Herewith she rose, like the autumnal star
See where she issues in her beauty's pomp
Her hair was loose, and 'bout her shoulders hung
Now as when heaven is muffled with the vapours
In little time these ladies found
(Misprinted 465).In that mead-proudmaking grass
A soft enflowered bank embraced the fount
Grim Melampus with the Ethiop's feet
There are thus in this anthology no less than eighty-one extracts ascribed to Chapman, besides two of which one is known and the other suspected to be the work of his hand; these are wrongly assigned to Spenser. At the time of this publication Chapman was in his forty-second year; he had published but two plays and three volumes of verse, the third being his continuation of Marlowe's Hero and Leander.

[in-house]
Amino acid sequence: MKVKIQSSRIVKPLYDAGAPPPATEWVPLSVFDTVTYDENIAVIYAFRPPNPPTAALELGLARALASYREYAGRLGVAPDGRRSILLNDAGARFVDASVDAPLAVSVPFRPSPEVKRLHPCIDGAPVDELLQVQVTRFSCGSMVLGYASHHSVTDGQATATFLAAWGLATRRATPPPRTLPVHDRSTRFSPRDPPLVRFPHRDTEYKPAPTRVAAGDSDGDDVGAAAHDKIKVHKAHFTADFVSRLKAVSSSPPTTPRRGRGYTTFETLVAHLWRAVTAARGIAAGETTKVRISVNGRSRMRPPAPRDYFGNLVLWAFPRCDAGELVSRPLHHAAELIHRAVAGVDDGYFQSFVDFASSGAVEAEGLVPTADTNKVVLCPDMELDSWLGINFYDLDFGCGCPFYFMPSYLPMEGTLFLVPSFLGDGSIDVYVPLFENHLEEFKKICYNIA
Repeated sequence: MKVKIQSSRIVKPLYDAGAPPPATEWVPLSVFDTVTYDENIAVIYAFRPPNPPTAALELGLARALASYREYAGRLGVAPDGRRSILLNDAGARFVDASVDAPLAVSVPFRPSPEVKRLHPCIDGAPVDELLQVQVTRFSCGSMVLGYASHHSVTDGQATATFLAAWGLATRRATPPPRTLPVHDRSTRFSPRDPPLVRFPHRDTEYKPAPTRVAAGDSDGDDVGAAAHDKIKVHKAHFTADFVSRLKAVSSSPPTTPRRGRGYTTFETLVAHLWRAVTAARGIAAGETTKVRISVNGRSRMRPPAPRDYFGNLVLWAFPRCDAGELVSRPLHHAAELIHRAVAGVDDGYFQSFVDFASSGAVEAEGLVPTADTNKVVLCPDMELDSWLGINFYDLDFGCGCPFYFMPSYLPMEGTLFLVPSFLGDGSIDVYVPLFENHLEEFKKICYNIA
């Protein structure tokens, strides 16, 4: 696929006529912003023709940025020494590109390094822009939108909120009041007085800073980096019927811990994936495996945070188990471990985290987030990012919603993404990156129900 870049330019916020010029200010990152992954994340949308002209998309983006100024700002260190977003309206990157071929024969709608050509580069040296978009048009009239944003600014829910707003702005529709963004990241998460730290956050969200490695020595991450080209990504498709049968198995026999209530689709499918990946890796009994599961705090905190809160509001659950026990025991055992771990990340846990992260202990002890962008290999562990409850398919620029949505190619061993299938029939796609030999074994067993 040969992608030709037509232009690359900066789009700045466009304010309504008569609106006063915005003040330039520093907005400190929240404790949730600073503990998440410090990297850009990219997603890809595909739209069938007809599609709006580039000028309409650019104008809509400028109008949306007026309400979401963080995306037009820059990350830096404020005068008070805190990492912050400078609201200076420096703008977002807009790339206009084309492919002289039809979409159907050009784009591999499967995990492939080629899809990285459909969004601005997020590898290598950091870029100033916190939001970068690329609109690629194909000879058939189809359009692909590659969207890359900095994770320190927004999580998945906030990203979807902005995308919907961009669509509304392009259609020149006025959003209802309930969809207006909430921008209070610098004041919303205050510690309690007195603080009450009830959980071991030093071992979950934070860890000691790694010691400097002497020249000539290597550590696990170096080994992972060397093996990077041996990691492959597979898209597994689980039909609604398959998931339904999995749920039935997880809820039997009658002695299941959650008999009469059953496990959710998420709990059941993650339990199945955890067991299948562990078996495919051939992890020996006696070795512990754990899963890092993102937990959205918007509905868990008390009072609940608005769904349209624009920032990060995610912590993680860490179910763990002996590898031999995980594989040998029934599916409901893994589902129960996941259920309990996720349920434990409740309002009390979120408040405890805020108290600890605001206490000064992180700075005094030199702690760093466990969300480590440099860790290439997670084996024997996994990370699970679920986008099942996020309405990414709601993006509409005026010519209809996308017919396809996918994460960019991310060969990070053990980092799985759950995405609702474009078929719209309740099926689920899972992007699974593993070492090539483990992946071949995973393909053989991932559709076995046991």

Of the eighty-three passages numbered above, thirty-two are taken from this poem, twenty-five from Ovid's Banquet of Sense, ten from The Shadow of Night, eight from The Contention of Phillis and Flora, a quaint and sometimes a graceful version into the Elizabethan dialect of a Latin or more probably a quasi-Latin poem ascribed by Ritson to one of the most famous among medieval masters; one is taken from the first scene of his first play, one is spurious, and six (including the passage wrongly referred in a former list to Ovid's Banquet of Sense), whether spurious or genuine, have yet to be traced to their true source, In his critical memoir of Marlowe (Works, vol. i. p. lvii. ed. 1850), Mr. Dyce observes that 'the editor of England's Parnassus appears never to have resorted to manuscript sources;' and if, as is of course most probable, the supposition of that great scholar and careful critic be well founded, we must conclude that these passages, as well as the more precious and exquisite fragment of a greater poet which called forth this remark from his editor, were extracted by Allot from some printed book or books long lost to human sight. One small but noticeable extract of two lines and a half descriptive of midnight is evidently I think from a lost play. The taste of the worthy person who compiled this first English anthology was remarkable apparently for its equal relish of good verse and bad; but we may be grateful that it was by no means confined to the more popular and dominant authors of his age, such as Spenser and Sidney; since his faculty of miscellaneous admiration has been the means of preserving many curious fragments of fine or quaint verse, and occasionally a jewel of such price as the fragment of Marlowe which alike for tone of verse and tune of thought so vividly recalls Shelley's poem, The Question, written in the same metre and spirit, that one is tempted to dream that some particles of the 'predestined plot of dust and soul' which had once gone to make up the elder must have been used again in the composition of the younger poet, who in fiery freedom of thought and speech was like no other of our greatest men but Marlowe, and in that as in his choice of tragic motive was so singularly like this one.